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Preserving history: Fort Riley, Native American tribes partner to protect sacred sites, artifacts
(Photo: US Army, Sgt. Dana Moen)

Before Fort Riley was a post or even a camp, before homesteaders filled the area and began farming, there were the Native American tribes who called the Great Plains their home.

Today, personnel within the Directorate of Public Works – Environmental Division under the Cultural Resources Program work to uncover, preserve and protect the tribes’ history at Fort Riley.

Directorate staff communicate with 12 federally recognized tribes on a regular basis, said Theresa De La Garza, historic architect and Cultural Resources Program manager. These tribes include Cheyenne River Sioux Tribe; Kaw Nation of Oklahoma; Kickapoo Tribe in Kansas; Kiowa Tribe of Oklahoma; the Osage Nation; Otoe-Missouria Tribe; Pawnee Nation of Oklahoma; Ponca Tribes of Oklahoma and Nebraska; Prairie Band Potawatomi Nation; Wichita and affiliated tribes; and Sac and Fox Nation of Missouri in Kansas and Nebraska.

Originally, the Cultural Resources Program received a list of 23 tribes that could have been through Fort Riley, De La Garza said. By reaching out to representatives at each tribe, staff were able to reduce the number down to the 12 they work with today.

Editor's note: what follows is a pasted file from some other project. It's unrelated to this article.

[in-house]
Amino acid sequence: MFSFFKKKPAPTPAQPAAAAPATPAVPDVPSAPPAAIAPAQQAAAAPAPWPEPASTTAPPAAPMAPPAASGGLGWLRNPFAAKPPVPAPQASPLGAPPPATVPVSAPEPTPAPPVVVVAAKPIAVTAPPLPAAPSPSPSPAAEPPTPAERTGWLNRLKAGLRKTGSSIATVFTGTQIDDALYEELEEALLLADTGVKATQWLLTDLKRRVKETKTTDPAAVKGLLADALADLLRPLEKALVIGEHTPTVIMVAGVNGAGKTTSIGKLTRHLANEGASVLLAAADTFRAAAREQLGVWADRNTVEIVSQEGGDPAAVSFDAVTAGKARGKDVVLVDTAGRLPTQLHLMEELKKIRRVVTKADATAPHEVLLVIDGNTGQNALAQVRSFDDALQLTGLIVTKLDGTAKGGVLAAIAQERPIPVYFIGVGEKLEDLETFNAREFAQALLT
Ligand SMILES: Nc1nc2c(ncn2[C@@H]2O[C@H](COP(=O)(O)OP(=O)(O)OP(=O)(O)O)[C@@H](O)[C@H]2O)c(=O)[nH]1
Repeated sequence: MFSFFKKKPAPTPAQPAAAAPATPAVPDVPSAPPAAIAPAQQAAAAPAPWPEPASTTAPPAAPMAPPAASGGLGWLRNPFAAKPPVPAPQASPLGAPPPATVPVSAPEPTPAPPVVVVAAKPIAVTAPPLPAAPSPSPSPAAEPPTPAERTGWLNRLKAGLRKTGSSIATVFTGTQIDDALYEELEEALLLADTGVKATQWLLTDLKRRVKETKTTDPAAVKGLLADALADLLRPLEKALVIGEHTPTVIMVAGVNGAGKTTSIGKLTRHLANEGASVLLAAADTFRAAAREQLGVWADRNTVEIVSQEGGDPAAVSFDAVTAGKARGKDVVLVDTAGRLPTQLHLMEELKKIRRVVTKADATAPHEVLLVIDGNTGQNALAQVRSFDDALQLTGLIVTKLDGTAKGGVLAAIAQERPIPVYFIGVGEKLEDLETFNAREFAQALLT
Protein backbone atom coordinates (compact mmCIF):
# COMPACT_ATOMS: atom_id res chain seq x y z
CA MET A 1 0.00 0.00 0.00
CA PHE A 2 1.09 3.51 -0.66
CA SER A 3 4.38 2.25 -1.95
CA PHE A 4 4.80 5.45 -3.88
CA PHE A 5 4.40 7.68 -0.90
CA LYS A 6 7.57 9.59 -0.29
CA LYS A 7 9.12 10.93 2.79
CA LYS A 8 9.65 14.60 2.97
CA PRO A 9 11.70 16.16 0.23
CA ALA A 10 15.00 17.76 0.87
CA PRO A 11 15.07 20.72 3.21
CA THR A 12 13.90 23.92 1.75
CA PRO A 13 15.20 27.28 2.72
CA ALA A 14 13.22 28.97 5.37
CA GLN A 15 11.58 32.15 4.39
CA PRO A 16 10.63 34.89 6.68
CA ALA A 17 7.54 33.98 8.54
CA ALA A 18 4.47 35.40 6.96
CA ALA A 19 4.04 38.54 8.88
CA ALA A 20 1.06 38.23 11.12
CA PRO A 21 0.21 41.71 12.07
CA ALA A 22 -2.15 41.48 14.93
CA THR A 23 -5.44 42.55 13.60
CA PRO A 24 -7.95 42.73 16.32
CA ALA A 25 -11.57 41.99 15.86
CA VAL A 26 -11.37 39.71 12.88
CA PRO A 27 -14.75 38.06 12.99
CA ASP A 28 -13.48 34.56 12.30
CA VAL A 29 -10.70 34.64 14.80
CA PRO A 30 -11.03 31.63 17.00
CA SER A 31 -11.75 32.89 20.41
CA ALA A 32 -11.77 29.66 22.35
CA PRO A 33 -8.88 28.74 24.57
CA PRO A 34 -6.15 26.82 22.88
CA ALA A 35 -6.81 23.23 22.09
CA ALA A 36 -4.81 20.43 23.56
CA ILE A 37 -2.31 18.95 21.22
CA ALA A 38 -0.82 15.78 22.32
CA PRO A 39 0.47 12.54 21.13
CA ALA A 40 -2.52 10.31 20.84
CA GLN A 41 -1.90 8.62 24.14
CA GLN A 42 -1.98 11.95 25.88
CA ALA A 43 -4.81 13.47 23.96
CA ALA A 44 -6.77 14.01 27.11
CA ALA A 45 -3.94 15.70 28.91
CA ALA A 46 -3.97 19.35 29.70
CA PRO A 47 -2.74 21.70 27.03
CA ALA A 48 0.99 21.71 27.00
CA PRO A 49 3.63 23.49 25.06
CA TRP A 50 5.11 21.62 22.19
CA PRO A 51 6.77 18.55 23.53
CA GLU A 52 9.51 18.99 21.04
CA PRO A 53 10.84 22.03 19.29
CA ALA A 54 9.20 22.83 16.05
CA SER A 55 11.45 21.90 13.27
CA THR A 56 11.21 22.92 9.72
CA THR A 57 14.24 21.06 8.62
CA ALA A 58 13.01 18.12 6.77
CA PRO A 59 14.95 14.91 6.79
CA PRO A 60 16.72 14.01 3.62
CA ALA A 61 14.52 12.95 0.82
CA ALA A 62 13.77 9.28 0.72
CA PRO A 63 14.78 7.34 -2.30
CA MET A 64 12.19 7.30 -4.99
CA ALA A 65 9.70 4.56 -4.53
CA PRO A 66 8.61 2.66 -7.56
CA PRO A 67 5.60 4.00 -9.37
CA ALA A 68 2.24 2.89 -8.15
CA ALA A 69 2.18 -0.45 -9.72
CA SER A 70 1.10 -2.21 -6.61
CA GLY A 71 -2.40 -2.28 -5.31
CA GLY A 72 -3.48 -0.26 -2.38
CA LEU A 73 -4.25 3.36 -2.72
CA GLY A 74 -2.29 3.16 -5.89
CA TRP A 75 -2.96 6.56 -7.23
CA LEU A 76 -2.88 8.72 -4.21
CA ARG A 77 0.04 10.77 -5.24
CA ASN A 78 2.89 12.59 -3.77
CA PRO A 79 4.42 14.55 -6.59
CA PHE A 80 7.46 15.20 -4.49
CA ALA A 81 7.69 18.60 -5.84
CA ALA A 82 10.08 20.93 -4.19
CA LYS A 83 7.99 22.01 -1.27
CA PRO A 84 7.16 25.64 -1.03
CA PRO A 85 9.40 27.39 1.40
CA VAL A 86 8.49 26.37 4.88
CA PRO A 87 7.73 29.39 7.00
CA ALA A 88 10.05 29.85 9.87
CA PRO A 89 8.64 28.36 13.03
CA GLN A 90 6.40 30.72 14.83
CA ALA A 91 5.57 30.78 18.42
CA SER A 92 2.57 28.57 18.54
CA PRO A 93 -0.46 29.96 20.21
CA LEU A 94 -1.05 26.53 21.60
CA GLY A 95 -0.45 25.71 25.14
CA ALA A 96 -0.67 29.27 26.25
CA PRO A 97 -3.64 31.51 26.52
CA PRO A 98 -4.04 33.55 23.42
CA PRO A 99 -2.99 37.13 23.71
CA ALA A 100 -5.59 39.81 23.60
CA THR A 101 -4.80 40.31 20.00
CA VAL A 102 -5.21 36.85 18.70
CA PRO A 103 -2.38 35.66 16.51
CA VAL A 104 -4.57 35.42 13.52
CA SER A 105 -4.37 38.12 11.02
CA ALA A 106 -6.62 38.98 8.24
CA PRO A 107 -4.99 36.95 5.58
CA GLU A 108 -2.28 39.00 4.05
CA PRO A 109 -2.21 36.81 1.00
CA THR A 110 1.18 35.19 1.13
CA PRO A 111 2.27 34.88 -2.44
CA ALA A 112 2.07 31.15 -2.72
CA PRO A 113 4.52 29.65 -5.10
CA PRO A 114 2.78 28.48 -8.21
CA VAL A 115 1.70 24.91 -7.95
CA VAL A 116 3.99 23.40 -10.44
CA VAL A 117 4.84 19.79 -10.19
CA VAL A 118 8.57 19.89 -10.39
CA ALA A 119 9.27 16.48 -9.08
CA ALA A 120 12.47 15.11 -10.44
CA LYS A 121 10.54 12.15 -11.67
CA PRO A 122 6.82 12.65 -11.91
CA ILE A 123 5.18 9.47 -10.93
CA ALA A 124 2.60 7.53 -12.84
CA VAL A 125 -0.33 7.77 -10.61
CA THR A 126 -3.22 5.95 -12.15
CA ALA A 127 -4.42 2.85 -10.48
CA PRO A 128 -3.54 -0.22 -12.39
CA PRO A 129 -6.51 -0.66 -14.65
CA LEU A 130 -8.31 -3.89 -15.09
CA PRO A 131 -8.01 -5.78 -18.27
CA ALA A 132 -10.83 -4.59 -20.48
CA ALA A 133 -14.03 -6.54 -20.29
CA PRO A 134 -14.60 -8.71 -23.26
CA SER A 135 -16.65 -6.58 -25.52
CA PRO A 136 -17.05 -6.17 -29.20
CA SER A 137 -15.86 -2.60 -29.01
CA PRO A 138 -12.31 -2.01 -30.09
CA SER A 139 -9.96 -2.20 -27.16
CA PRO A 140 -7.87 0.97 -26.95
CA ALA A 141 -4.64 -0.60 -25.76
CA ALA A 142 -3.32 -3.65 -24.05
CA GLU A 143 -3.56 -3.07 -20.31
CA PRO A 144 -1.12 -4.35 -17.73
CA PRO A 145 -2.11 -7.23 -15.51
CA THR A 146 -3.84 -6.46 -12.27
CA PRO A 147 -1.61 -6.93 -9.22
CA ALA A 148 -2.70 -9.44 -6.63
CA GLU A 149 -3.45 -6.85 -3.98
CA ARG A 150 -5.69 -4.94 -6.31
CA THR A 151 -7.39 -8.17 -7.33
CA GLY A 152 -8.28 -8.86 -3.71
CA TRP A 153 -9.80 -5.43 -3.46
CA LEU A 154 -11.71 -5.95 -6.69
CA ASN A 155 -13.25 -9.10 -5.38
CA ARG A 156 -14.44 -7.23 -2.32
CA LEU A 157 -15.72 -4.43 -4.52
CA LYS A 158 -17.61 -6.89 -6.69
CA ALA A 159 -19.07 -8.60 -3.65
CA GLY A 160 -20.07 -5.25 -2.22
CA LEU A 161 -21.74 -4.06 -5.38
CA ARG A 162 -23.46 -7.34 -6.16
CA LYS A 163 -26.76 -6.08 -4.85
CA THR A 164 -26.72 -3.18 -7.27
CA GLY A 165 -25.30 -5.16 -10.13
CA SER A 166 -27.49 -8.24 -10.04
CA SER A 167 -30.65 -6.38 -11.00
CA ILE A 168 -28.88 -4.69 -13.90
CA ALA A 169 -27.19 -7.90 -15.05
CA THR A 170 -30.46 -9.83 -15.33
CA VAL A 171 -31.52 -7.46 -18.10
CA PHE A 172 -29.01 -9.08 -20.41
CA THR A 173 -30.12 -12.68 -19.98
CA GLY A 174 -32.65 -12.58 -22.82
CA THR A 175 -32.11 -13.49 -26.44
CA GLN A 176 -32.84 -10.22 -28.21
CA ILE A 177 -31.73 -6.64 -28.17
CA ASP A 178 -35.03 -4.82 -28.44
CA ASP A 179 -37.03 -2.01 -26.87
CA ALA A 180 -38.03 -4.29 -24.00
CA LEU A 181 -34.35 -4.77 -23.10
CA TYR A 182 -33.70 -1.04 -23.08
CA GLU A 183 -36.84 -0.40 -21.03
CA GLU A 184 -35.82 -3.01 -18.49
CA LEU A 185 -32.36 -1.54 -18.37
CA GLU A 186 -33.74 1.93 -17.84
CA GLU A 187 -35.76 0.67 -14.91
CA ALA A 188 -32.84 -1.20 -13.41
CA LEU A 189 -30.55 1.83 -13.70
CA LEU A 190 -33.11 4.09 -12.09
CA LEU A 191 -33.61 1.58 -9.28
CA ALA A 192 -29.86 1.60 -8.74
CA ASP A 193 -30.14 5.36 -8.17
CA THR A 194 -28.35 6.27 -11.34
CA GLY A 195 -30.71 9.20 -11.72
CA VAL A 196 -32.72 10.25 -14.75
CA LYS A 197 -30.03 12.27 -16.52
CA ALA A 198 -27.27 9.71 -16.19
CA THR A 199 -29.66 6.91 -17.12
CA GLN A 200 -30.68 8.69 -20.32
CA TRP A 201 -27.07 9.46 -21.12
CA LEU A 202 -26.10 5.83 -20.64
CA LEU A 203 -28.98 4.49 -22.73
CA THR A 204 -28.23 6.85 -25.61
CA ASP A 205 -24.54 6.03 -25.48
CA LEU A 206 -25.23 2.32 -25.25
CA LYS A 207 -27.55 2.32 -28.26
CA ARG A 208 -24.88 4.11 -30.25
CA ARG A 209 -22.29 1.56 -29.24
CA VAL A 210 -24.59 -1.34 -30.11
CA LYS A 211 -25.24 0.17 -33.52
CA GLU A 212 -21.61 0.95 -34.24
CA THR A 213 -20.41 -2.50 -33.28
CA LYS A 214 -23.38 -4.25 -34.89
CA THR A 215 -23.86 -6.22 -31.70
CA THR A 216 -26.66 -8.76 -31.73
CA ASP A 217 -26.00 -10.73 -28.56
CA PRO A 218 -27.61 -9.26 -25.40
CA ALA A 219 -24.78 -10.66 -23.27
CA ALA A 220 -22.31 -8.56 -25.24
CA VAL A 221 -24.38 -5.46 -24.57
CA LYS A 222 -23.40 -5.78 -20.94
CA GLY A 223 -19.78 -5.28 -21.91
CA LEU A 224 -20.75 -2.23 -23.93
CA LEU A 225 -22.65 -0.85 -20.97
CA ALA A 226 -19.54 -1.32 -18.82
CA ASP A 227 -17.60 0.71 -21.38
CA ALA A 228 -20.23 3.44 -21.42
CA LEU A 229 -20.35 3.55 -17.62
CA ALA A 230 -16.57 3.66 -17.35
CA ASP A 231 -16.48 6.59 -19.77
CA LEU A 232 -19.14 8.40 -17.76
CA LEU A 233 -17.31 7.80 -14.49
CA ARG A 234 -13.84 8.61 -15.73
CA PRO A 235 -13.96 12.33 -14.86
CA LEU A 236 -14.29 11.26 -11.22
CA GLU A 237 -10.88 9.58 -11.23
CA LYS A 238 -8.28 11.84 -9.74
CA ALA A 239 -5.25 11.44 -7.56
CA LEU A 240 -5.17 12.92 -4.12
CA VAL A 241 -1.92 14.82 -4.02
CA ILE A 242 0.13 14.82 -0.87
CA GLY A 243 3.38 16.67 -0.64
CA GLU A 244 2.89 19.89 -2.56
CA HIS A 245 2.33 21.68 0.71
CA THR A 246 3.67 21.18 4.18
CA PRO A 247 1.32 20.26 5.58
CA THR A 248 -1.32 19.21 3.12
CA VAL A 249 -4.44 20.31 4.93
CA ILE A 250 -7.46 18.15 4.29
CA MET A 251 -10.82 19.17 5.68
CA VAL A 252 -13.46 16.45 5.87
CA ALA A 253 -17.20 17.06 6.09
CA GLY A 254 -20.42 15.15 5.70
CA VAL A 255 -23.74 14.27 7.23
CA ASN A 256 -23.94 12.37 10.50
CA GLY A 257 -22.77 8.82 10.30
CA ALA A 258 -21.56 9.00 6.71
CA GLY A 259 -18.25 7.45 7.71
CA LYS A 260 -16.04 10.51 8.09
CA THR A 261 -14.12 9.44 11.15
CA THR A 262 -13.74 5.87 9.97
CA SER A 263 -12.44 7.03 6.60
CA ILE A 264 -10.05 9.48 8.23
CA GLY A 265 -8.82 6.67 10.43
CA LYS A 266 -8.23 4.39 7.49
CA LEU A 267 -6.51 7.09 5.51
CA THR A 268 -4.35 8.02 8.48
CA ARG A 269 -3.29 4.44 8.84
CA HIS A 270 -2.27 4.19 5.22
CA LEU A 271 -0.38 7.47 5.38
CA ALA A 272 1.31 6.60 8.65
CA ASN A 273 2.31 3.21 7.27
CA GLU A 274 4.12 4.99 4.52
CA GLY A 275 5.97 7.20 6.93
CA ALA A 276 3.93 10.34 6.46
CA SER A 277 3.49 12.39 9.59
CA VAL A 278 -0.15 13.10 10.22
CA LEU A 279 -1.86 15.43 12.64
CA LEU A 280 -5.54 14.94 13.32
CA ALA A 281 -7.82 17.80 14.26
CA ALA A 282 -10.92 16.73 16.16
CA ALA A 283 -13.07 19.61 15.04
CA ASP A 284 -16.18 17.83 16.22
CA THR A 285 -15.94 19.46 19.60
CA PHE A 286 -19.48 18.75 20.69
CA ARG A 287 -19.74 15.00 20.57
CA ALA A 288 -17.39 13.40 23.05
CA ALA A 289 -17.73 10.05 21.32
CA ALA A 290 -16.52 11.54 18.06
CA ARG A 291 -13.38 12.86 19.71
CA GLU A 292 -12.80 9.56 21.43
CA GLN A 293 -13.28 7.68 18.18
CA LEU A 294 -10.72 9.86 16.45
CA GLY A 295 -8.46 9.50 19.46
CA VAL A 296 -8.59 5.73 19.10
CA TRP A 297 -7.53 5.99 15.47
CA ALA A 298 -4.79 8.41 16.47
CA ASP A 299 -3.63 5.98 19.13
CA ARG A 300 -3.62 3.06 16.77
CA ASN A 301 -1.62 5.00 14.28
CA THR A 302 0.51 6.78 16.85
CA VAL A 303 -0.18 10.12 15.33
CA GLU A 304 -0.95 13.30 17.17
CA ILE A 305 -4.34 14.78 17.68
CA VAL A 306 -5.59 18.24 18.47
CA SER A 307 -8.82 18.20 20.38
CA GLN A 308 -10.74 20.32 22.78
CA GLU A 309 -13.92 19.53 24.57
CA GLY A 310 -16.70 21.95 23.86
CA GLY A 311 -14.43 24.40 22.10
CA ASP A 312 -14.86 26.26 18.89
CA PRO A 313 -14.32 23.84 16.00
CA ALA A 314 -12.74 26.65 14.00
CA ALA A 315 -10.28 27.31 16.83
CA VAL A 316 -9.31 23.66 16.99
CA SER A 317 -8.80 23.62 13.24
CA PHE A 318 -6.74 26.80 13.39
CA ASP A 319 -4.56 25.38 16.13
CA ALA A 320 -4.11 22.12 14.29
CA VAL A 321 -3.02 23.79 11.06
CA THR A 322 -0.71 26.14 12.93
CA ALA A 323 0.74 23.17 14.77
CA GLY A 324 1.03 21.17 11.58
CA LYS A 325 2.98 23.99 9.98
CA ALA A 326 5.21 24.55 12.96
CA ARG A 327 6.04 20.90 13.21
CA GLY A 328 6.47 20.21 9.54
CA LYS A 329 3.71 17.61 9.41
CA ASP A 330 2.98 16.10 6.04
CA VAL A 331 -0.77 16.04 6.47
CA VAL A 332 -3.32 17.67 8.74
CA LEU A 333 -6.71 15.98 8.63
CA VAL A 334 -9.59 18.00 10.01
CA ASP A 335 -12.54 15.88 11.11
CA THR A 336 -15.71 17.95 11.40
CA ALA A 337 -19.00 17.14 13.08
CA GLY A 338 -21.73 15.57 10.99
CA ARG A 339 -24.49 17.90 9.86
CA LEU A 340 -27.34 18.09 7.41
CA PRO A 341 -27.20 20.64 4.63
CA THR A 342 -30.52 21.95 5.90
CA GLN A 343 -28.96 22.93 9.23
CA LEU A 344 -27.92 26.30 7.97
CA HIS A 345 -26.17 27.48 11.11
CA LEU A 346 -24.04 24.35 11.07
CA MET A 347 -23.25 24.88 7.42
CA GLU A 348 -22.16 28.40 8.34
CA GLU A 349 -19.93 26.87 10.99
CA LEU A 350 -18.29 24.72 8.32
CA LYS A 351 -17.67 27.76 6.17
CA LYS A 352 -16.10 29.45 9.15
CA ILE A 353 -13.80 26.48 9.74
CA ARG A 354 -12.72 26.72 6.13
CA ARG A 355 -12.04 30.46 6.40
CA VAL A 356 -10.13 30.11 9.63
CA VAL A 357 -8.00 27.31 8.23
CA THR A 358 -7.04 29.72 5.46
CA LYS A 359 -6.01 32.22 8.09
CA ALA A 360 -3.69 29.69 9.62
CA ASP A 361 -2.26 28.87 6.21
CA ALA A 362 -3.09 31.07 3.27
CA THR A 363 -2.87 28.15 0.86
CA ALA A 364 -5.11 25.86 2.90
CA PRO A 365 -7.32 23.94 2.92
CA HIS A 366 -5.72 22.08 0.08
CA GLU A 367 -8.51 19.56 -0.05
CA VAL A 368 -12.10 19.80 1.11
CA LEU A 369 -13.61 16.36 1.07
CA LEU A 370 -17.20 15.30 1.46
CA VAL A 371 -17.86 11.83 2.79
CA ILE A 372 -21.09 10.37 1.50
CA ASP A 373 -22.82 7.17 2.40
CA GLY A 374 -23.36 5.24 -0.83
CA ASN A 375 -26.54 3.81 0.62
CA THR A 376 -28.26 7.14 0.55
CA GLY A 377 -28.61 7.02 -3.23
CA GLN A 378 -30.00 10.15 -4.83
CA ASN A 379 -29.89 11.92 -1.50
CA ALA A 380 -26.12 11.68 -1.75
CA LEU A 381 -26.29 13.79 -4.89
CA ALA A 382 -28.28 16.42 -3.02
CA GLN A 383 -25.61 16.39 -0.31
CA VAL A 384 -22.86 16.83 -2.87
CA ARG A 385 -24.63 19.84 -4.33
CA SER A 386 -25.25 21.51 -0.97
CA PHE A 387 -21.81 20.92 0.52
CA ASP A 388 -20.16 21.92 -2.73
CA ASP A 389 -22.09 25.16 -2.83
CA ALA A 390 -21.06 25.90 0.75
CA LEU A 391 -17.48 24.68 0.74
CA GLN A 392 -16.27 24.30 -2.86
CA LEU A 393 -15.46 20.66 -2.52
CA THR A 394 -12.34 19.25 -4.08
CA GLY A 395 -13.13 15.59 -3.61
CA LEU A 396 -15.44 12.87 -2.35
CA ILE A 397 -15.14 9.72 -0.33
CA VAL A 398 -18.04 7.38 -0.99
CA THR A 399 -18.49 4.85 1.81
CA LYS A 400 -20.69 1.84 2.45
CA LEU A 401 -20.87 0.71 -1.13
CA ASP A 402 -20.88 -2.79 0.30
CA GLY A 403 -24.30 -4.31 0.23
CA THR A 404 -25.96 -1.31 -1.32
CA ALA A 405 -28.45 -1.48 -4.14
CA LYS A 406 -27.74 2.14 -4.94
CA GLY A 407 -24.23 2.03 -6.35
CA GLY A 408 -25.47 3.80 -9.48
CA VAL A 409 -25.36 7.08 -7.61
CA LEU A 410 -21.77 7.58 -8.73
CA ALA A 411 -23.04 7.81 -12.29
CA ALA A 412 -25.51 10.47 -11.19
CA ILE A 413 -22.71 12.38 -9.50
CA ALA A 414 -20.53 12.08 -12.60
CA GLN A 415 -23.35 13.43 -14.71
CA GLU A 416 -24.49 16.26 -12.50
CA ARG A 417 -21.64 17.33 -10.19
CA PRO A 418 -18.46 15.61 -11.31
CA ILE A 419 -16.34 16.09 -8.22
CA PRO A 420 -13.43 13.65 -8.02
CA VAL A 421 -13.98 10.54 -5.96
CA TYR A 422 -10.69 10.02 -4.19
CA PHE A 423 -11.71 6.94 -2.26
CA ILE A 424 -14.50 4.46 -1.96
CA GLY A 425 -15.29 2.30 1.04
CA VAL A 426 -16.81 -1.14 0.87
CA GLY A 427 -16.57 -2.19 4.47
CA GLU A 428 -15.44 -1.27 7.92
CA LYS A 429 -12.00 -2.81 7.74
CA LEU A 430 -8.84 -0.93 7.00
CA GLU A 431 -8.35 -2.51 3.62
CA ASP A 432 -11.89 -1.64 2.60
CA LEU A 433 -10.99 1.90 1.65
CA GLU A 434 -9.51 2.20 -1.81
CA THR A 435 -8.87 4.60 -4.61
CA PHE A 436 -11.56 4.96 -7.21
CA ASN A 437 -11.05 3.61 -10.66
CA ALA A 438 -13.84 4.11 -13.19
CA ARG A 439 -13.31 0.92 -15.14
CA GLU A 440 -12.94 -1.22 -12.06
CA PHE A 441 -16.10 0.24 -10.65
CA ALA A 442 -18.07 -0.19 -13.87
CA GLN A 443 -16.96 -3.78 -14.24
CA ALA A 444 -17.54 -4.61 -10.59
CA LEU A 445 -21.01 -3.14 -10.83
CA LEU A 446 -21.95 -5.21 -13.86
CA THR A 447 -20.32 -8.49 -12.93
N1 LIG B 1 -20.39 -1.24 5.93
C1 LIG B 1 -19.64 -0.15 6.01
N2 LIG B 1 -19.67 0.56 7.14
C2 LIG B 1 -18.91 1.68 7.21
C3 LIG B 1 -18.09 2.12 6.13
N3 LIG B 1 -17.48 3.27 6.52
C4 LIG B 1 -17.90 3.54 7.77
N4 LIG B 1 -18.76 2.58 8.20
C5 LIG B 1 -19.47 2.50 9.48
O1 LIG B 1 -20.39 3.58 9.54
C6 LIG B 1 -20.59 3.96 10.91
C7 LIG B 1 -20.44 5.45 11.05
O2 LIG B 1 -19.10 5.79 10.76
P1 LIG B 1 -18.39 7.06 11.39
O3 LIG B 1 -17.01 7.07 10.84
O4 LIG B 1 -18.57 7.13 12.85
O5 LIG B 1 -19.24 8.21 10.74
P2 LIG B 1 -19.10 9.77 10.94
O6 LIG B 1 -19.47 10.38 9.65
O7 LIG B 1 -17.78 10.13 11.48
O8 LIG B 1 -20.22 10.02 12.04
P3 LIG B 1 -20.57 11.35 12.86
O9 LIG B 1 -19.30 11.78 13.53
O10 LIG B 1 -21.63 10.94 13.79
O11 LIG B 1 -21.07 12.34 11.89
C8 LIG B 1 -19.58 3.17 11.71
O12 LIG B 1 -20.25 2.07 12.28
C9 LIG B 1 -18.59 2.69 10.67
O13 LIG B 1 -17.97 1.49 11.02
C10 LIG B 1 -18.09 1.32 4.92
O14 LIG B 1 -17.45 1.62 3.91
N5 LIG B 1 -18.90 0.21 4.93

Of those 12 tribes, they work most frequently with the Kaw and Pawnee, who were two of the most prominent tribes in the Fort Riley area before being displaced, De La Garza said.

“The Kaw and the Pawnee are the two that we have the closest relationship with and they’re the two that would have been here the longest and been the most involved,” she said.

This effort to preserve and protect Native American history on Department of Defense lands comes from the National Historic Preservation Act of 1966, which was amended in 1992. Shortly thereafter, installations across the nation began working with tribes to uncover and restore their history.

“It started with our federal requirements,” De La Garza said. “Most installations were doing that in the late 80s, early 90s. It took a while once the federal laws were passed, for the DOD and then the Army to establish their guidelines.”